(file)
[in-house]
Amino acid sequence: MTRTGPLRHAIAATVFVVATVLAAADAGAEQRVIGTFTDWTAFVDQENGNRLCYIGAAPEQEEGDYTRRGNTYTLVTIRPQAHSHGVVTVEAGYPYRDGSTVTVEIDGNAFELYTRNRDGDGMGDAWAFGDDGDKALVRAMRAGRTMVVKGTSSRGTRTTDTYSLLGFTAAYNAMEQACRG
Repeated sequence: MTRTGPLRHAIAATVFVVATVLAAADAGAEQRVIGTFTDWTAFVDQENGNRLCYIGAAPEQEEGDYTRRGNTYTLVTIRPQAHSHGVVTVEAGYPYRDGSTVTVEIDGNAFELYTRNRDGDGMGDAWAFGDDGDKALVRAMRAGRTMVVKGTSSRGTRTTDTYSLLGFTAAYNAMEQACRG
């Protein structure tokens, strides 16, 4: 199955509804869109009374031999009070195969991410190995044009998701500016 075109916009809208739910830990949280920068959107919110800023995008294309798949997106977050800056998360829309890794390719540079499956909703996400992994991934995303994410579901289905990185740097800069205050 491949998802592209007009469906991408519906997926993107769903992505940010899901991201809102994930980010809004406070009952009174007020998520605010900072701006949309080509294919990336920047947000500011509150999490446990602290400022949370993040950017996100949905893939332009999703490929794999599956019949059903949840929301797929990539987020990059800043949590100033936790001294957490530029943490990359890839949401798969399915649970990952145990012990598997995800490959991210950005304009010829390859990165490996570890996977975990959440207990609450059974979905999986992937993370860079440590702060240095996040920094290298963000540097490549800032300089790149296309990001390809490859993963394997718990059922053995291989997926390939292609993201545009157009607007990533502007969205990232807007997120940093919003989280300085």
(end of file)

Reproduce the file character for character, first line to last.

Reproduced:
[in-house]
Amino acid sequence: MTRTGPLRHAIAATVFVVATVLAAADAGAEQRVIGTFTDWTAFVDQENGNRLCYIGAAPEQEEGDYTRRGNTYTLVTIRPQAHSHGVVTVEAGYPYRDGSTVTVEIDGNAFELYTRNRDGDGMGDAWAFGDDGDKALVRAMRAGRTMVVKGTSSRGTRTTDTYSLLGFTAAYNAMEQACRG
Repeated sequence: MTRTGPLRHAIAATVFVVATVLAAADAGAEQRVIGTFTDWTAFVDQENGNRLCYIGAAPEQEEGDYTRRGNTYTLVTIRPQAHSHGVVTVEAGYPYRDGSTVTVEIDGNAFELYTRNRDGDGMGDAWAFGDDGDKALVRAMRAGRTMVVKGTSSRGTRTTDTYSLLGFTAAYNAMEQACRG
């Protein structure tokens, strides 16, 4: 199955509804869109009374031999009070195969991410190995044009998701500016 075109916009809208739910830990949280920068959107919110800023995008294309798949997106977050800056998360829309890794390719540079499956909703996400992994991934995303994410579901289905990185740097800069205050 491949998802592209007009469906991408519906997926993107769903992505940010899901991201809102994930980010809004406070009952009174007020998520605010900072701006949309080509294919990336920047947000500011509150999490446990602290400022949370993040950017996100949905893939332009999703490929794999599956019949059903949840929301797929990539987020990059800043949590100033936790001294957490530029943490990359890839949401798969399915649970990952145990012990598997995800490959991210950005304009010829390859990165490996570890996977975990959440207990609450059974979905999986992937993370860079440590702060240095996040920094290298963000540097490549800032300089790149296309990001390809490859993963394997718990059922053995291989997926390939292609993201545009157009607007990533502007969205990232807007997120940093919003989280300085």